They’re he-ere! Well, they’re here if you live in the UK. ‘They’ are giant Asian hornets – sadistic killers of honeybees and painful stingers of humans – and they’ve managed to invade the island from Europe despite strenuous preventative measures. Will Britain’s bees – especially the prized honeybees at Prince Charles’ Highgrove Estate near where the killer hornets were spotted – survive the onslaught before exterminators can eradicate them? IF exterminators can eradicate them?
A single Asian hornet (Vespa velutina) was spotted near Tetbury, Gloucestershire, where it was killed and turned in to government authorities. After making a positive identification, the Department for Environment, Food and Rural Affairs (Defra) set up a 5 km (3 mile) surveillance zone to hunt them down. Nicola Spence, Defra Deputy Director for Plant and Bee Health, issued a warning to the invasive hornets:
It is important to remember they pose no greater risk to human health than a bee, though we recognize the damage they can cause to honey bee colonies. That's why we are taking swift and robust action to identify and destroy any nests.
“Damage” is a nice way of describing what these hornets do to honeybees. Being larger than bees (queens are up to 3 cm (1.2 in) in length and workers up to 2.5 cm (1in)), it only takes a few to decimate a hive. Spence describes their brutality:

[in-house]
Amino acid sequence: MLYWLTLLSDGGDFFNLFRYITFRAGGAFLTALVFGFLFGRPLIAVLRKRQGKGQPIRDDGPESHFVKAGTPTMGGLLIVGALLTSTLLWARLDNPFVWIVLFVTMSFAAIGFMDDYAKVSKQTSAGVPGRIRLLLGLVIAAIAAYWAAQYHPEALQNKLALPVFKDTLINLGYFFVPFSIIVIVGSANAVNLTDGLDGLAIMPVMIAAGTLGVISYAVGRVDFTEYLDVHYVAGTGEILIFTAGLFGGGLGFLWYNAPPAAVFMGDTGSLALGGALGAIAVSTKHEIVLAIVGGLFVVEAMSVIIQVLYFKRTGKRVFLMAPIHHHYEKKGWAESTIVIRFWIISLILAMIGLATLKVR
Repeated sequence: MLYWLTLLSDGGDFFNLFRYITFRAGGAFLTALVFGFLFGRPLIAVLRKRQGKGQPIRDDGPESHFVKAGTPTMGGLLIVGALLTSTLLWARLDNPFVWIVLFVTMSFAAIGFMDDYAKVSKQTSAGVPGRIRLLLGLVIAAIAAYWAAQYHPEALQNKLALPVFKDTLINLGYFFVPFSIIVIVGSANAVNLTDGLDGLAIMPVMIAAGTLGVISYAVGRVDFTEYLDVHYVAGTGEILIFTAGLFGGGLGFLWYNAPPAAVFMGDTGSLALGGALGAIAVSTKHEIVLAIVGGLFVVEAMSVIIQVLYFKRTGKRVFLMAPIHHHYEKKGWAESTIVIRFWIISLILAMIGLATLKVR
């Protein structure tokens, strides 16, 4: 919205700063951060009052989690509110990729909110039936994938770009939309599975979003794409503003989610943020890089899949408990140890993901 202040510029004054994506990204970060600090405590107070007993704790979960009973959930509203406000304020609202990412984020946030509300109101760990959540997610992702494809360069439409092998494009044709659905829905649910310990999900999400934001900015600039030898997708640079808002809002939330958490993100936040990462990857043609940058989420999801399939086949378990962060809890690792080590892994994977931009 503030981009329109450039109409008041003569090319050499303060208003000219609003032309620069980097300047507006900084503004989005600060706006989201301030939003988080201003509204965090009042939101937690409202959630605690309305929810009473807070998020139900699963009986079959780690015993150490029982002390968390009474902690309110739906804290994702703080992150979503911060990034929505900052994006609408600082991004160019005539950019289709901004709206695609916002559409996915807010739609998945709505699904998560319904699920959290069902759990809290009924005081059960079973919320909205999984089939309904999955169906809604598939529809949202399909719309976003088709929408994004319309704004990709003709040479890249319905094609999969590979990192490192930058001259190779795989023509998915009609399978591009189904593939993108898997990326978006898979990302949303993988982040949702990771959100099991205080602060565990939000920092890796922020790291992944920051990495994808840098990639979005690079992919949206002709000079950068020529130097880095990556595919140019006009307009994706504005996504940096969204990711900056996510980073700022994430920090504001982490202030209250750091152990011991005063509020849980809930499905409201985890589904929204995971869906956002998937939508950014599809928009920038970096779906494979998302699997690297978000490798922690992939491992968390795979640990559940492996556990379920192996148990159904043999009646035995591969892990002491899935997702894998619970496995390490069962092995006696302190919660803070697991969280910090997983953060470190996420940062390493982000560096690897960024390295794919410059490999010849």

The hornets hover outside the entrance to the bee hives and as the bees fly out, they kill them by biting off their heads. When enough bees are dead they invade through the entrance of the hive and take the honey. They also eat the baby larvae of the bees too.
Vespa velutina first appeared in France in 2004 and quickly spread across Europe. While their damage was mainly to bees, a handful of human deaths were reported due to allergic sting reactions. The Channel stopped them until this summer when they were discovered on the Channel Islands of Jersey and Alderney.
Is there any hope for Britain’s bees against the hungry hordes of giant hornets? Nest disposal experts have been placed in Tetbury armed with approved pesticides. They’re asking locals to report any sightings of the giant killer hornets but avoid disturbing the nest “under any circumstances.” The Asian hornets don’t like cold weather so winter, at least in the northern areas, should kill them off. However, climate change could eventually make the UK a balmy bastion for the bee killers unless the exterminators stop them first.
To paraphrase the famous amphibian philosopher, Kermit:
It’s not easy being bees.